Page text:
Social Theory and Practice


published on September 23, 2021

Christopher W. LoveOrcid-ID

The Epistemic Value of Civil Disagreement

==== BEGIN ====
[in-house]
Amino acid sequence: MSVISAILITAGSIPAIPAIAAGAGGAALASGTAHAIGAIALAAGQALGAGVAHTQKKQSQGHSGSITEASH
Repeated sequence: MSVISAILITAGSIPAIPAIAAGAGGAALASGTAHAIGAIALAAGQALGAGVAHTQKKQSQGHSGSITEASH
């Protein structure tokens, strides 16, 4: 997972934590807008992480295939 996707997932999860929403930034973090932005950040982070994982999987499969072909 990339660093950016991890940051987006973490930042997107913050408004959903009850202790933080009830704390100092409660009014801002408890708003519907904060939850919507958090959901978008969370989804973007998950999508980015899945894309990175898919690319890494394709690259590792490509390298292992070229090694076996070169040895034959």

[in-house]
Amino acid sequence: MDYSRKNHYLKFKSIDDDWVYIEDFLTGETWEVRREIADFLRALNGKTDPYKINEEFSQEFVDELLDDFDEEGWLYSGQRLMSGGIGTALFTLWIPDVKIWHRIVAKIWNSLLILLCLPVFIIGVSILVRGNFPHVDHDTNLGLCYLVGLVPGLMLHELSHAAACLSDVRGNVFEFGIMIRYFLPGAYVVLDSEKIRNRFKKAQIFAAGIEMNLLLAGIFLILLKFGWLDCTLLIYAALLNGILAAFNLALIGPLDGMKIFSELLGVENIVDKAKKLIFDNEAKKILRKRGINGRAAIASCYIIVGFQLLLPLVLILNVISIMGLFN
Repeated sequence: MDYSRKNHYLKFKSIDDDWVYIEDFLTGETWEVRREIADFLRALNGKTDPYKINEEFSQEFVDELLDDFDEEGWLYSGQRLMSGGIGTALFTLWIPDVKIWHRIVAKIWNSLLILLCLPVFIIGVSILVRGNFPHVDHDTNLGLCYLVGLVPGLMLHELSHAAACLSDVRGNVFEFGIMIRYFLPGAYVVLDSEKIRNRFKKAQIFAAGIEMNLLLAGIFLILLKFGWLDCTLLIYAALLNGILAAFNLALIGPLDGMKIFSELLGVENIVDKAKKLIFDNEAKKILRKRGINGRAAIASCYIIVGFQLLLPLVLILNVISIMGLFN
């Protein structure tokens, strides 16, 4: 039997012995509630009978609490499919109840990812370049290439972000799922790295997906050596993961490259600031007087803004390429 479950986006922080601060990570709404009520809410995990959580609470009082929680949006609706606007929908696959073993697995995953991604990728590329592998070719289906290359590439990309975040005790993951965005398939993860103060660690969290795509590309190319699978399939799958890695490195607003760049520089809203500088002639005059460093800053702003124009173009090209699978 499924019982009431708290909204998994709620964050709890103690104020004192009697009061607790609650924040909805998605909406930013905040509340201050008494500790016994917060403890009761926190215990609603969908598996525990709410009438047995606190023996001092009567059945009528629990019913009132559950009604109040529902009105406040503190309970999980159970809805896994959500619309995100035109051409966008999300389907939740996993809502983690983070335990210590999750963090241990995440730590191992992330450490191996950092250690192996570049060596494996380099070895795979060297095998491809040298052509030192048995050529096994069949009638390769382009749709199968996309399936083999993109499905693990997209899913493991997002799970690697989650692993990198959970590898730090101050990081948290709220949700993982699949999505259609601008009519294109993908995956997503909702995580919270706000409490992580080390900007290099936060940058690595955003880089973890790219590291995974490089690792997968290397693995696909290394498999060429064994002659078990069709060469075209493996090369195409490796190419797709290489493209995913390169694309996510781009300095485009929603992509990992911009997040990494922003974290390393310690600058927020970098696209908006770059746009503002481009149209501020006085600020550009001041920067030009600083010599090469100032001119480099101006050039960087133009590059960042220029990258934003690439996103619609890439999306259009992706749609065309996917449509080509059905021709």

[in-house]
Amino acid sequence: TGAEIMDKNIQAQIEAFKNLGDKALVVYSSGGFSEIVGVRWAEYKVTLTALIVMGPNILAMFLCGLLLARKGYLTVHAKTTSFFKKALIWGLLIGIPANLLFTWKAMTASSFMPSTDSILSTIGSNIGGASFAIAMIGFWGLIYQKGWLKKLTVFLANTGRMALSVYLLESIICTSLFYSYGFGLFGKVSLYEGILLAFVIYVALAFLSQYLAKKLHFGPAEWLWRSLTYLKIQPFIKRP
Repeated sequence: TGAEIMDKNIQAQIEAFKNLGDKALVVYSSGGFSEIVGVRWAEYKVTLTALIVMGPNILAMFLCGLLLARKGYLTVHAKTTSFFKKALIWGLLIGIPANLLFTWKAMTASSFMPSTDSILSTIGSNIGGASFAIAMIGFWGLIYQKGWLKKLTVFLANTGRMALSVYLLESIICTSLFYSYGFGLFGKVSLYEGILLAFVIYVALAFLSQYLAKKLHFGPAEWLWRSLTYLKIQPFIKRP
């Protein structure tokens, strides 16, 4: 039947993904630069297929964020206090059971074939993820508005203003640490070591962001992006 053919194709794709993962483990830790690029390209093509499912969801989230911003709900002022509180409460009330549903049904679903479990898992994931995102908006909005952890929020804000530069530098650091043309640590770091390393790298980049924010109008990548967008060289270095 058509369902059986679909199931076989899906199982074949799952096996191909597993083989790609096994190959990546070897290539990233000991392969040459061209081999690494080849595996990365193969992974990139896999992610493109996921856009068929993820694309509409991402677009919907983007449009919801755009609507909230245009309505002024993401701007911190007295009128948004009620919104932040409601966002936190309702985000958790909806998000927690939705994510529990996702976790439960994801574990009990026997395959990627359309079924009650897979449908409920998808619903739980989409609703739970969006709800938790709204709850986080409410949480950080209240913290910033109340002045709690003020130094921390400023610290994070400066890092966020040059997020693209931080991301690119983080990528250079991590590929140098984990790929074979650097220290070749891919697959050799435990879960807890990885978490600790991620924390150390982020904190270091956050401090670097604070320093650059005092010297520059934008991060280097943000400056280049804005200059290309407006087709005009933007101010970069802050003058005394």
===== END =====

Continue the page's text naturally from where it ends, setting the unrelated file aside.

In this article, I argue that the practice of civil disagreement has robust epistemic benefits and that these benefits enable meaningful forms of reconciliation—across worldview lines and amid the challenging information environment of our age. I then engage two broad groups of objections: either that civil disagreement opposes, rather than promotes, clarity, or else that it does little to help it. If successful, my account gives us reason to include civil disagreement among what Mill calls “the real morality of public discussion,” a fact that should stir us to take more seriously the decline of civility in contemporary life.

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